using that convention, it is better to define the syntax in the object
    itself. Just to review the document, I kept two computers displaying
    the document, one to keep track of where I was in the review, and
    another to keep jumping around in the document looking up TCs. This
    was mentioned in the original reviews by both me and Bert. It is bad

    WG.. We agree. When the enums were moved to TCs this issue was
       considered. Only those enums were moved that were to be used
       in the Finisher MIB or were requested for Private MIBs.

    ira: (See point (0) above - how about collapsing all/most of the
         single-use TCs back into the objects themselves, unless they
         appear in the IMPORT section of Finisher MIB??)

    15) prtAlertGroupIndex -
        "An index of the row within the principle table in the
        group identified by prtAlertGroup that represents the sub-unit
        of the printer that caused this alert."

    - huh??? What's a principle table? Again the overuse of TCs also
    made this difficult because you couldn't see what the possible
    enumerations were for the values that would have made it clearer. When
    the pointers get complex, it is imperative that the text be clear and
    easy to read, not buried away in some distant TCs.

    WG.. ?

    ira: Agree - we should change the first lines of the DESCRIPTION to:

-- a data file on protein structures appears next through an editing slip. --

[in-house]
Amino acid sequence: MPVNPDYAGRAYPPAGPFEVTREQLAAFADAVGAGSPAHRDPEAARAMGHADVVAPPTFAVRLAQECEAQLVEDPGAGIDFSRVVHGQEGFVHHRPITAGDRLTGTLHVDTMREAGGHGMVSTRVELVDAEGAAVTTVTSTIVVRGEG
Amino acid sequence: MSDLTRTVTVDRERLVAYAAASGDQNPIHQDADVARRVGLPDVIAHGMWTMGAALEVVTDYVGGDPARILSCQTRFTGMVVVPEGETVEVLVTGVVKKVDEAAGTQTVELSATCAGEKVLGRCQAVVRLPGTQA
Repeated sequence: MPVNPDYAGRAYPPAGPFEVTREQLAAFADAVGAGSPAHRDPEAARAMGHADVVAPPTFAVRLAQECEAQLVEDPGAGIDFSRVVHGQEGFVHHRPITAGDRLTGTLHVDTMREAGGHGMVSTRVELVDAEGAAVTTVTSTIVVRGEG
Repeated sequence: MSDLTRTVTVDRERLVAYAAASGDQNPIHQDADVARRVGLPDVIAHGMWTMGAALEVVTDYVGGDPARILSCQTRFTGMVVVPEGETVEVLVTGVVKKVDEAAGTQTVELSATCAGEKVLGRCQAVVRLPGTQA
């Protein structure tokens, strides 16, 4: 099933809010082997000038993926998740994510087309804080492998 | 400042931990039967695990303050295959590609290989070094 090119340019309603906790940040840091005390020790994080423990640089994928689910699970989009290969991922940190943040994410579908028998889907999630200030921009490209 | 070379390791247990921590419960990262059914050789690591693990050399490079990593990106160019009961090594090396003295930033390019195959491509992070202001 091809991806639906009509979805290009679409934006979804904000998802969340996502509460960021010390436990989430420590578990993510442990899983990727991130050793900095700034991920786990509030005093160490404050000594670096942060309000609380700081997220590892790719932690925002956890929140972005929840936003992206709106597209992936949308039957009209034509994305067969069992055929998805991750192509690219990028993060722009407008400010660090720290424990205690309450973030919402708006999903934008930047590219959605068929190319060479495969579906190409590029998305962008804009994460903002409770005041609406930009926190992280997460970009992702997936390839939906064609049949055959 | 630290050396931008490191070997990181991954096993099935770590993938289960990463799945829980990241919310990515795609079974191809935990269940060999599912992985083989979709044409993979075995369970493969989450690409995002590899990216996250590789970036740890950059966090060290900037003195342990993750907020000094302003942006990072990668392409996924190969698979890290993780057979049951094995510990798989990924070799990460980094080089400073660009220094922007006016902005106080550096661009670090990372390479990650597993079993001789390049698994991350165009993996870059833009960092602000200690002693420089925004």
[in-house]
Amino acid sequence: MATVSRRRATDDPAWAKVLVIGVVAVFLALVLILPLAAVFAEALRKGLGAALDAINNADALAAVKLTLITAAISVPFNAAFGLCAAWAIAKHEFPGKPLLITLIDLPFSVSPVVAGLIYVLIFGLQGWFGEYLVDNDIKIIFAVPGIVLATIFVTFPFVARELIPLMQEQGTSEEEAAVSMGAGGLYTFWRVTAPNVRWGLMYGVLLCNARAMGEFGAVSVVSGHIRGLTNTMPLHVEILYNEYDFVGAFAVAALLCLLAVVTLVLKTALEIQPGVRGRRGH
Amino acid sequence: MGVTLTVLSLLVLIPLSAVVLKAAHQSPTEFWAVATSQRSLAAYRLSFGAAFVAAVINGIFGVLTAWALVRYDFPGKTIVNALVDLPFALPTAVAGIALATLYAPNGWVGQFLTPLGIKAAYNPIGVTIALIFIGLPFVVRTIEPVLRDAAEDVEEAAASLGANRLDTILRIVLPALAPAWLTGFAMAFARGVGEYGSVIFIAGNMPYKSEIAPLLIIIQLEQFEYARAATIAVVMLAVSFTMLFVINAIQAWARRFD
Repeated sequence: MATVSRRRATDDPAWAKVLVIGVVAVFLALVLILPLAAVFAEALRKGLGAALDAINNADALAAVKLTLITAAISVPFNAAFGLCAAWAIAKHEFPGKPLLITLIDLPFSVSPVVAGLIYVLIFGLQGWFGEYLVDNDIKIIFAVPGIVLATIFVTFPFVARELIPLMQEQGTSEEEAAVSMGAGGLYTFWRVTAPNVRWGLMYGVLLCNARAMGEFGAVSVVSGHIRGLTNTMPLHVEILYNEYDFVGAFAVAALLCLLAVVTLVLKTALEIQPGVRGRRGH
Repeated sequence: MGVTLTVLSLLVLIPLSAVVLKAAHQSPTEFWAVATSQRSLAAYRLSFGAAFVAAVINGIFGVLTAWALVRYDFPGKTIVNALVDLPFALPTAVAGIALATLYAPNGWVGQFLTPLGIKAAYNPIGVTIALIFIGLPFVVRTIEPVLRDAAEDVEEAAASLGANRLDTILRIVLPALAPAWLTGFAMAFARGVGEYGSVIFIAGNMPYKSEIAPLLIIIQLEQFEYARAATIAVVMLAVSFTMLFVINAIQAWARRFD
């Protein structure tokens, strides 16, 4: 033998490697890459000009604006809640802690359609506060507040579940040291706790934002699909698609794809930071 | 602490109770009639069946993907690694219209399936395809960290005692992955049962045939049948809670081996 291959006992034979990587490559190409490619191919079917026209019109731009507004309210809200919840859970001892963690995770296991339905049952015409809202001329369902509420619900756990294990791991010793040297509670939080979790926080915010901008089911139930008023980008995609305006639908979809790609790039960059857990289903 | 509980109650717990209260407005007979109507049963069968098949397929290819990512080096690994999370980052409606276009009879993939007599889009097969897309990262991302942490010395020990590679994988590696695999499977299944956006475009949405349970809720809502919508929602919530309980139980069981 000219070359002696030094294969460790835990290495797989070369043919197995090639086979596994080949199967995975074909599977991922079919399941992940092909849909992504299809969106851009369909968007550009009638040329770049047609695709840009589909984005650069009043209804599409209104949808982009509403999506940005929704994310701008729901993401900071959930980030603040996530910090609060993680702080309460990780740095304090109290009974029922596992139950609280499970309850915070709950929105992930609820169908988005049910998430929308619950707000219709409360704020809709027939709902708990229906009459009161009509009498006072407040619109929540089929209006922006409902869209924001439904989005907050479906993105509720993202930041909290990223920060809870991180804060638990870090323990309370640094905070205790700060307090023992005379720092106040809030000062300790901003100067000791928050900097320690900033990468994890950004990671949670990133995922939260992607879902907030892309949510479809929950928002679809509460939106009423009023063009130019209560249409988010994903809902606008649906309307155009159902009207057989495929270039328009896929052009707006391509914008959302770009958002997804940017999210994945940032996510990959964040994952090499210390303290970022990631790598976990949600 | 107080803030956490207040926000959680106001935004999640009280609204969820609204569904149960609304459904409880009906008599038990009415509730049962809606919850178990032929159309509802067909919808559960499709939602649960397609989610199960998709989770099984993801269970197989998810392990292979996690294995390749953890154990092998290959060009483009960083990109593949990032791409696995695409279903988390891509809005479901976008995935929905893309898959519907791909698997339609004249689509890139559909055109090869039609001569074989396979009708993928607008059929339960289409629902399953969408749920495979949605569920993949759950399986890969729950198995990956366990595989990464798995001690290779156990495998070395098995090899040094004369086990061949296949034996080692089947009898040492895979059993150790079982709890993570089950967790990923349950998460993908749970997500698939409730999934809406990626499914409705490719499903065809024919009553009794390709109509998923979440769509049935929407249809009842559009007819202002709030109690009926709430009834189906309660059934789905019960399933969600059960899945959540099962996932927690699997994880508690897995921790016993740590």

"The low-order index of the row within the table identified
        by prtAlertGroup that represents the sub-unit of the
        printer that caused this alert, or (-1) if not applicable.

    16) prtAlertTime - Given the issues I raised with the alert table,
    making the AlertTime optional seems silly.

    WG.. This also is identical to RFC 1759 and must maintained for

    ira: Jurgen Schoenwaelder specifically requested that we correct
         this object to the original (RFC 1759) OPTIONAL, because
         to change it (as we had done earlier) was an illegal change
         to a published MODULE-COMPLIANCE macro with an assigned OID.

    17) printerV1Alert - Bert, you worked on the coexistence rules.
    Is this the way traps should be handled in mibs?

    WG.. This section was provided to the group by Steve Waldbusser.

    ira: (Agree - this is Steve Waldbusser's work in RFC 1759).

    18) The references section is rather different than normal. I'd prefer
    to see it following the normal formats, and I'd like to see the
    "unused" entries removed.

    WG.. This section will be edited and the "unused" entries removed.

    ira: (Ron - see section 10 'References' of SNMPv3 Arch (RFC 2571),
         which Dave Harrington wrote, for what he wants as 'normal')

    my $.02
    David Harrington
    Director, Network Management Architecture
    Enterasys Networks, Inc.